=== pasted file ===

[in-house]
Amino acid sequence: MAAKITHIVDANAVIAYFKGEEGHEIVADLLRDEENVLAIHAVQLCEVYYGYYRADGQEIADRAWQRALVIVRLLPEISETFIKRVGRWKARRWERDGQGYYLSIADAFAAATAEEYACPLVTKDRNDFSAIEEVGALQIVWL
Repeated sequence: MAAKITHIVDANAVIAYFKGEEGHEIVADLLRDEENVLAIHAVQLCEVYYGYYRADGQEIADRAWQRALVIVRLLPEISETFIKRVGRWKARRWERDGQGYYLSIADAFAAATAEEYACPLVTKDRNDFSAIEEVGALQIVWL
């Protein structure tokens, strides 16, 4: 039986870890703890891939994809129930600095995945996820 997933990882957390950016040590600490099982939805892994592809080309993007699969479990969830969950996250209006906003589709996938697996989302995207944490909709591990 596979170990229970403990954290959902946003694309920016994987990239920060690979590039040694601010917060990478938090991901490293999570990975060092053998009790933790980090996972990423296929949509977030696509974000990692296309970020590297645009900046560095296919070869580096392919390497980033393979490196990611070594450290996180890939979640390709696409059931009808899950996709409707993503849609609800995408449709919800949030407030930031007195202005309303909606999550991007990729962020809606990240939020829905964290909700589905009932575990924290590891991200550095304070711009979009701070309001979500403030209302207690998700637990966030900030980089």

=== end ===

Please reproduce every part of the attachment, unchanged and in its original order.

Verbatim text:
[in-house]
Amino acid sequence: MAAKITHIVDANAVIAYFKGEEGHEIVADLLRDEENVLAIHAVQLCEVYYGYYRADGQEIADRAWQRALVIVRLLPEISETFIKRVGRWKARRWERDGQGYYLSIADAFAAATAEEYACPLVTKDRNDFSAIEEVGALQIVWL
Repeated sequence: MAAKITHIVDANAVIAYFKGEEGHEIVADLLRDEENVLAIHAVQLCEVYYGYYRADGQEIADRAWQRALVIVRLLPEISETFIKRVGRWKARRWERDGQGYYLSIADAFAAATAEEYACPLVTKDRNDFSAIEEVGALQIVWL
């Protein structure tokens, strides 16, 4: 039986870890703890891939994809129930600095995945996820 997933990882957390950016040590600490099982939805892994592809080309993007699969479990969830969950996250209006906003589709996938697996989302995207944490909709591990 596979170990229970403990954290959902946003694309920016994987990239920060690979590039040694601010917060990478938090991901490293999570990975060092053998009790933790980090996972990423296929949509977030696509974000990692296309970020590297645009900046560095296919070869580096392919390497980033393979490196990611070594450290996180890939979640390709696409059931009808899950996709409707993503849609609800995408449709919800949030407030930031007195202005309303909606999550991007990729962020809606990240939020829905964290909700589905009932575990924290590891991200550095304070711009979009701070309001979500403030209302207690998700637990966030900030980089």